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House January 6 committee digs into fake elector plot, issuing subpoenas to 6 more people

<i>KAREN BLEIER/AFP/Getty Images</i><br/>The House January 6 committee issued another round of subpoenas Tuesday as congressional investigators dig more deeply into illegitimate electors from key swing states.
AFP/Getty Images
KAREN BLEIER/AFP/Getty Images
The House January 6 committee issued another round of subpoenas Tuesday as congressional investigators dig more deeply into illegitimate electors from key swing states.

By Zachary Cohen, Annie Grayer and Ryan Nobles, CNN

The House January 6 committee issued another round of subpoenas Tuesday as congressional investigators dig more deeply into illegitimate electors from key swing states that former President Donald Trump lost, who were put forward to try to justify delaying the certification of Joe Biden’s victory.

The committee issued subpoenas to six individuals, including two members of the Trump campaign and four prominent GOP officials from battleground states, as part of its investigation into the US Capitol attack on January 6, 2021.

“The Select Committee is seeking information about efforts to send false slates of electors to Washington and change the outcome of the 2020 election. We’re seeking records and testimony from former campaign officials and other individuals in various states who we believe have relevant information about the planning and implementation of those plans,” the panel’s chairman, Democratic Rep. Bennie Thompson of Mississippi, said in a statement.

The Trump campaign officials subpoenaed by the committee are Michael Roman, who was in charge of Election Day operations in 2020, and his deputy, Gary Michael Brown. Both “reportedly participated in efforts to promote allegations of fraud in the November 2020 election and encourage state legislators to appoint false ‘alternate’ slates of electors,” according to the committee.

The subpoena list also includes Republican state lawmakers from Pennsylvania and Arizona — Douglas Mastriano and Mark Finchem, respectively — as well as Kelli Ward, chairwoman of the Arizona Republican Party, and Laura Cox, former chairwoman of the Michigan GOP.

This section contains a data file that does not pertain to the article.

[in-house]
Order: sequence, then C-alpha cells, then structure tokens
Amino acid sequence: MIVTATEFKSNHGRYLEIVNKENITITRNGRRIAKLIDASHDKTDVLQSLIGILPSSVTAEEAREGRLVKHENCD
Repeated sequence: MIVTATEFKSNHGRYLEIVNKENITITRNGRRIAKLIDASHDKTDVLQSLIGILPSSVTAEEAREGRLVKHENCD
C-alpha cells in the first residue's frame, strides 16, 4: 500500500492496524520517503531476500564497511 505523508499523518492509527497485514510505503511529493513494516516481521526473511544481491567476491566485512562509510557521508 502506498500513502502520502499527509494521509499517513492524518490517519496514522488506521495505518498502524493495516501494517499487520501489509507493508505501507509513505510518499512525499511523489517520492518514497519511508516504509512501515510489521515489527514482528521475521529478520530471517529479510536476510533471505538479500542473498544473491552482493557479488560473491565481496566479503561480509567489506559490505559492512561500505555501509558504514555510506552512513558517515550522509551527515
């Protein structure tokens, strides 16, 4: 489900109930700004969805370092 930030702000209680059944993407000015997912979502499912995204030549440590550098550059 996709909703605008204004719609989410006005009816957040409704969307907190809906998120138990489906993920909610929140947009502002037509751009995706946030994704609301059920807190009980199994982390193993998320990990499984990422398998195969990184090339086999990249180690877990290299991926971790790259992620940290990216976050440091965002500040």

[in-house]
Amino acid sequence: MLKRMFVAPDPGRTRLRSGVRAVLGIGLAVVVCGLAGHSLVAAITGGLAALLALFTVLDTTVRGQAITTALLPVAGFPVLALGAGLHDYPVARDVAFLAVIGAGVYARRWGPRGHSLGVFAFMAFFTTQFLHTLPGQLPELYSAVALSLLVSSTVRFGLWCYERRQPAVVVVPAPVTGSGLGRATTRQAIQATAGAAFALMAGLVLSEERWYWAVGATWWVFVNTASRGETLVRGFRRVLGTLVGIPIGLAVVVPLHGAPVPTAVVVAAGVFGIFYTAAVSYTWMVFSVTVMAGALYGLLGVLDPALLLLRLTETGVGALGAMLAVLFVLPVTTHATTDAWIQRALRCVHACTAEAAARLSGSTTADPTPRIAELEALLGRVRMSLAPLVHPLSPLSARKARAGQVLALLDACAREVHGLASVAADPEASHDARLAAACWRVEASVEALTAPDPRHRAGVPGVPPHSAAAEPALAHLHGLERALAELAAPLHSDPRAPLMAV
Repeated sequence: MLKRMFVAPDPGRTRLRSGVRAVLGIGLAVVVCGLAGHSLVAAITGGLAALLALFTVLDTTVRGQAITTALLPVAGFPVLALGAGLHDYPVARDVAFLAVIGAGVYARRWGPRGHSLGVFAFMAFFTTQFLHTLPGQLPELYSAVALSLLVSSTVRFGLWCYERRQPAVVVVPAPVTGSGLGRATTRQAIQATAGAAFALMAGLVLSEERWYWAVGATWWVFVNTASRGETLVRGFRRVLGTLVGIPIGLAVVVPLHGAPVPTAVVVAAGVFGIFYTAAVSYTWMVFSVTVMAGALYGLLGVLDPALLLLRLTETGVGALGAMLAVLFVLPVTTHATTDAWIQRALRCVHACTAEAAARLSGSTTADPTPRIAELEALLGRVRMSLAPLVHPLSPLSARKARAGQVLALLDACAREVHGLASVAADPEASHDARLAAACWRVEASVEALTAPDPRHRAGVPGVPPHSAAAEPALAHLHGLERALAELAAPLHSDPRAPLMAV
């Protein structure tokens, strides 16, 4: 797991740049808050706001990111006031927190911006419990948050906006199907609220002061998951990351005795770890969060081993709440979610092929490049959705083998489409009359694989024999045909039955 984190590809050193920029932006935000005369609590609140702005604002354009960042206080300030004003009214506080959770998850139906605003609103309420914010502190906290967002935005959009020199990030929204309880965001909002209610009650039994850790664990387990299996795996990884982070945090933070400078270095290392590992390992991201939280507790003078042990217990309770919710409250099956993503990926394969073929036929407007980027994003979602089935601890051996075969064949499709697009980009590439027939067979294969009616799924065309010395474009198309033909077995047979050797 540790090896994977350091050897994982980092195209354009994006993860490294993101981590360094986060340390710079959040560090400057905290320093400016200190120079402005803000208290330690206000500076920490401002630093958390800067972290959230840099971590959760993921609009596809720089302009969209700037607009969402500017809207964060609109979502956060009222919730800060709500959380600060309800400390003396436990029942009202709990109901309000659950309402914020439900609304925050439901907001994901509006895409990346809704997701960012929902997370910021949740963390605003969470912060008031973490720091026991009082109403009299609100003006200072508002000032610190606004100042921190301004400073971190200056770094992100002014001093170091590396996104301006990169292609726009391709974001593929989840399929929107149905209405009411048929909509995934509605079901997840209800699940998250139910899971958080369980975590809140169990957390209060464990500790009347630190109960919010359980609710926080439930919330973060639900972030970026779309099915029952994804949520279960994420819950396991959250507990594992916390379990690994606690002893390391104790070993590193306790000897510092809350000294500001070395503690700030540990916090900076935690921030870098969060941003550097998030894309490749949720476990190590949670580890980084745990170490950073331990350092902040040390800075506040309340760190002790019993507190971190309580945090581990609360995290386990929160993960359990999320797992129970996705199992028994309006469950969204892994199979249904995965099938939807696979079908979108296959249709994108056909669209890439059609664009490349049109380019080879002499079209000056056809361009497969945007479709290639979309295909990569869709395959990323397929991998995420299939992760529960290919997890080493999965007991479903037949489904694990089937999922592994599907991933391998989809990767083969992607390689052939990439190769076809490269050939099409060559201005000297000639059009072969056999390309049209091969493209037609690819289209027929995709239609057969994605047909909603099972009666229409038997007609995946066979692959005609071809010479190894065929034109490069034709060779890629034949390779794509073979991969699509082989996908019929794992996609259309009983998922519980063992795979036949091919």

Last month the committee issued subpoenas for 14 Republicans from seven states who served on bogus slates of Trump electors in 2020 as part of the Trump campaign’s scheme to subvert the Electoral College.

Mastriano and Finchem signed a letter to former Vice President Mike Pence on January 5, 2021, asking him to delay certification of the electoral results on January 6.

A Democrat-led Senate Judiciary Committee report released last year revealed Mastriano’s correspondence with the Justice Department spreading debunked claims of fraud. Mastriano is one of the under-the-radar figures that the report singles out for further investigation for his efforts helping Trump try to subvert the election.

The House committee had already subpoenaed the phone of Ward and her husband, who filed a federal lawsuit to try to block that request.

Her records and testimony would be of interest to the committee because she helped coordinate the fake electors in Arizona. Ward also was part of a public campaign to get Pence to throw the election to Trump while presiding over Congress’ certification of the Electoral College results on January 6.

As the former chairwoman of the Michigan Republican Party, Cox tried to delay the certification of election results in Michigan, and specifically raised concerns about Wayne County, which contains Detroit and become an area where Republicans concentrated their efforts to overturn the election and make baseless claims about election fraud.

Cox joined Republican National Committee Chairwoman Ronna McDaniel in sending a letter to Michigan’s Board of State Canvassers in November 2020, asking to delay certification of the election results for 14 days to wait for an audit of Wayne County’s election results.

Cox and McDaniel sent the letter the day after Michigan Senate Majority Leader Mike Shirkey and former Michigan House Speaker Lee Chatfield flew to Washington, DC, to meet with Trump at the White House where Trump failed to pressure them to help overturn the election.

The last-ditch request from Cox and McDaniel to delay certification in Michigan was not possible because they were requesting an audit to be conducted before certification was complete, which goes against Michigan election law.

This story has been updated with additional developments Tuesday.

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CNN’s Marshall Cohen contributed to this report.

Article Topic Follows: CNN - US Politics

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